INTERVIEW: Eddie Gossage, signing off

Getty Images via Texas Motor Speedway

INTERVIEW: Eddie Gossage, signing off

Insights & Analysis

INTERVIEW: Eddie Gossage, signing off


R: The ‘R’ word – retirement – hasn’t been thrown around by you; mostly just those around you. Although the next adventure is a little bit of an unknown, I imagine you still want to be involved in motorsports on some level?

EG: Well, it’s where my experience served me well. I don’t know. There’s a few things that I look at and I feel that this is the time to do this. It is really something I started to do two years ago. I thought I’d be done in ’19, and then some things happened and I thought, “No, I’m not going to leave yet. It’s not quite time.” Maybe I should have, because COVID hit in the spring of ’20 and I could have avoided that. The COVID thing is really a gut shot. I had to fire a lot of people, and that is something that I really struggle with because they were good people. They didn’t deserve to lose their job. They lost their job for things way beyond their control. These are people I care about and their families, and some of them haven’t found jobs and that just kills me. But, leaving just seemed like the right thing to do at the right time – 25 years.

I will say this: I’m not moving anywhere. My grandkids live 10 minutes from me. I’m not moving anywhere, so that limits what I could possibly do. I don’t have a desire to travel a ton. I’ve done 40 races a year and been on the road and lived out of a suitcase, and I don’t want to do that now. But if something comes along that’s fun, I’m in. If it’s not fun, I’m not in. If it’s in racing, great. If it’s in something else, great. I haven’t gone knocking on doors because Marcus and I agreed that we needed to sit on this and keep it quiet until it was time.

What I do… does it apply to a job in college sports, a job in the NFL, a job in whatever? I don’t know. I’m a marketing guy. That’s the truth, and the promoter thing is just part of being a marketer. But, I don’t know. We’ll see. Right now, I don’t have any desire to do anything.

R: No ambitions?

EG: Not at all. It’s weird. I’ve worked since I was in the sixth grade. I’ve been in racing in Cup and IndyCar for 42 seasons. I’m looking forward to doing nothing and hanging out with my grandkids. No matter how much time I spend with my grandkids, it’s never enough. I want more. They entertain me, and they’re fun and they’re smart. It’s just an awesome experience.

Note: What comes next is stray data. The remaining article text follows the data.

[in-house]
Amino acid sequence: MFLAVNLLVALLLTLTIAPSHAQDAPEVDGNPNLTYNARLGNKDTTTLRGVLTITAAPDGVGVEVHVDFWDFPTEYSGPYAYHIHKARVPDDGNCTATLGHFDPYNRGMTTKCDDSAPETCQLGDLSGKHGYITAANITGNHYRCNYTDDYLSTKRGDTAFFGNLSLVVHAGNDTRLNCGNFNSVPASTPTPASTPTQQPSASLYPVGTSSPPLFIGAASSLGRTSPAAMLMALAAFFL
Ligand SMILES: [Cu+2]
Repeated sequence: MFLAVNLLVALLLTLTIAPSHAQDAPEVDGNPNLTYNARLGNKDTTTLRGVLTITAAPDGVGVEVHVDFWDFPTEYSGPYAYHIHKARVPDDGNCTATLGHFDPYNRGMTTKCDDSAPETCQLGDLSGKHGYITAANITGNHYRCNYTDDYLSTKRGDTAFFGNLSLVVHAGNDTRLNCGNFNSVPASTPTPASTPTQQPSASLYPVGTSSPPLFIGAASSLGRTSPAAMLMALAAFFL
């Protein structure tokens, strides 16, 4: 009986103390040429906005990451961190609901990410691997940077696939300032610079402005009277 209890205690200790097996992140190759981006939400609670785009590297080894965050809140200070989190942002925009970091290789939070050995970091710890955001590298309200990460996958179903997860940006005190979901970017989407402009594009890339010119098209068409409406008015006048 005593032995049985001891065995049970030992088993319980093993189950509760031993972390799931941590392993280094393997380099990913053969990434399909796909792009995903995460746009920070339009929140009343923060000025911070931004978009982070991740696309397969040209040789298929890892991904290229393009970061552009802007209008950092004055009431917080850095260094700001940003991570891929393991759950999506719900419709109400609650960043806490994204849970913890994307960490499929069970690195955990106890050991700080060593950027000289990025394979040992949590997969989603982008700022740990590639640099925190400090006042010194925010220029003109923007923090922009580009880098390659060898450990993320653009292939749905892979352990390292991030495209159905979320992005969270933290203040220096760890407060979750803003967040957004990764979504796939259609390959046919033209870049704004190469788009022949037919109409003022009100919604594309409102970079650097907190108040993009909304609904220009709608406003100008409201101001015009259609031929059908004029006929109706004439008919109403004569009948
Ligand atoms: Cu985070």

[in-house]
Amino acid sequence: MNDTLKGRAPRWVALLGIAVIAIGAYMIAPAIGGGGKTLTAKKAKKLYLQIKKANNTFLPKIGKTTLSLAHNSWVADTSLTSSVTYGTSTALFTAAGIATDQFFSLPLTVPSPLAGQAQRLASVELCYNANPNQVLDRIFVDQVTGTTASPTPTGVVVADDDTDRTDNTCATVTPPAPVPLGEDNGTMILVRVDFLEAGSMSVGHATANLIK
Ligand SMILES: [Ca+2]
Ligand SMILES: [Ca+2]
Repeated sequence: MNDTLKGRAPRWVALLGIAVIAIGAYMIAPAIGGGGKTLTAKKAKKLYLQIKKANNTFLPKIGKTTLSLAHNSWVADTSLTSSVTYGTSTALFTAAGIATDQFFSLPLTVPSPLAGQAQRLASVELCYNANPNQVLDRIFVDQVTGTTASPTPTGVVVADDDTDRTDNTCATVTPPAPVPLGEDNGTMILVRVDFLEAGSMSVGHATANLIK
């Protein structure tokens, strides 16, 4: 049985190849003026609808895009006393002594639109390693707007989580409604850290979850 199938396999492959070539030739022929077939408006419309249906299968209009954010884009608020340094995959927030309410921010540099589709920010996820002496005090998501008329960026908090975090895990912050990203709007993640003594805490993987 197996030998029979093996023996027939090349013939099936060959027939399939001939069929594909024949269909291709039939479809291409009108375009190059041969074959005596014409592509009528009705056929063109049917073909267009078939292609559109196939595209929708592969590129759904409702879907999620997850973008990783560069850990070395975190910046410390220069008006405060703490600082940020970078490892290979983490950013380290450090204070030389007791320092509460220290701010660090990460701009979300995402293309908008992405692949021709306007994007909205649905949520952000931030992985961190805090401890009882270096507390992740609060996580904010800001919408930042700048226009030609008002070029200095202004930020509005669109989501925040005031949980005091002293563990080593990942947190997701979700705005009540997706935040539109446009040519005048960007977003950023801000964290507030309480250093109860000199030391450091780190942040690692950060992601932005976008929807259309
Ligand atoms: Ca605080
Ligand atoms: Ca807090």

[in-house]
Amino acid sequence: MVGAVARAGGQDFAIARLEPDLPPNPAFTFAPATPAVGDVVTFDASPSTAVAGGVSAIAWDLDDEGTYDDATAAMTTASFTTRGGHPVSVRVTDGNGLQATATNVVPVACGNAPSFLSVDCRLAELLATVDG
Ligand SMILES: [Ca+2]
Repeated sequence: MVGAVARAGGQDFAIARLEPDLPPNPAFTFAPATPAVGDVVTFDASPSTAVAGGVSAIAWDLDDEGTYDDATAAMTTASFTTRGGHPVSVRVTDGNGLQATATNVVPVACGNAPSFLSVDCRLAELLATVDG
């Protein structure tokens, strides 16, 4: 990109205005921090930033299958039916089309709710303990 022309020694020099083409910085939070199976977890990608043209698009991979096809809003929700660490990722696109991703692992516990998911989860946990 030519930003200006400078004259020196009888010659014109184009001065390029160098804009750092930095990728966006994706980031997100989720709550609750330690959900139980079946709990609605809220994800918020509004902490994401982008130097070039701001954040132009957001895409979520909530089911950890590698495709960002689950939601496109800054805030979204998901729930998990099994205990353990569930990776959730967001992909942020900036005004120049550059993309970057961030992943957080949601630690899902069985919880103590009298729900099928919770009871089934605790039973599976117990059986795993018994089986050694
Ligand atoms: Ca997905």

But the thing about this place is that since that (first) phone call, it’s been 24/7. I’ve been 110 percent committed. There’s been nothing else, unfortunately, in my life, really, except do this. Even when I’m not here, you’re thinking about it. Ask the staff, they’ll get an email from me at 2 a.m. or 9 p.m. or whatever. I don’t stop because I’m constantly thinking about it. That’s the only way I know to do what we’ve done here. I’m not asking them to answer my email at 9 p.m. or 2 a.m. It’s just, that’s what I’m thinking is I need to tell them, ask them whatever it is and they can answer the next day. They all know that, but the brain is engaged all the time. I don’t want to be that engaged.

There’s no danger of confusing that victory lane for the one at Laguna Seca. Cantrell/Motorsort Images

Maybe I’m not as smart as others, so I got to work harder. I’ve never felt like I was a smart guy. I felt like I had tons of common sense, way more than most people. Common sense isn’t common, but I’ve always felt like if I thought about things long enough, I could figure it out.

On the creative side of things around here, you’re always looking and seeing things. Our victory lane has become this thing. There’s flames, and there’s those truck exhaust pipes with smoke coming out of it, and confetti shaped like the state of Texas, six shooters and the cowboy hat. If it comes down to caution and restart with seven or eight laps to go, you’re going to hear the crew chief or the driver say, “Okay, guys, let’s go get us some cowboy hats.” You know, that means more than the money does.

There’s music playing in victory lane. If you’ve listened to the music, it’s all about winners. For the longest time, I toyed with victory lane. For a while I had a waterfall backdrop. Victory lane is a backdrop where you put your race sponsor on it and the series on it and tells you where you’re at in the picture. But it tells you that you’re in Texas or you’re in Pocono or you’re in Sonoma or whatever. It tells you where it’s at. And so I’m like, ‘What’s a waterfall got to do with anything Texas?’ Then I played with doodling with Spanish mission architecture. I was like, “Well, it’s not the freaking Alamo, so that’s not it.” I never could come up with it.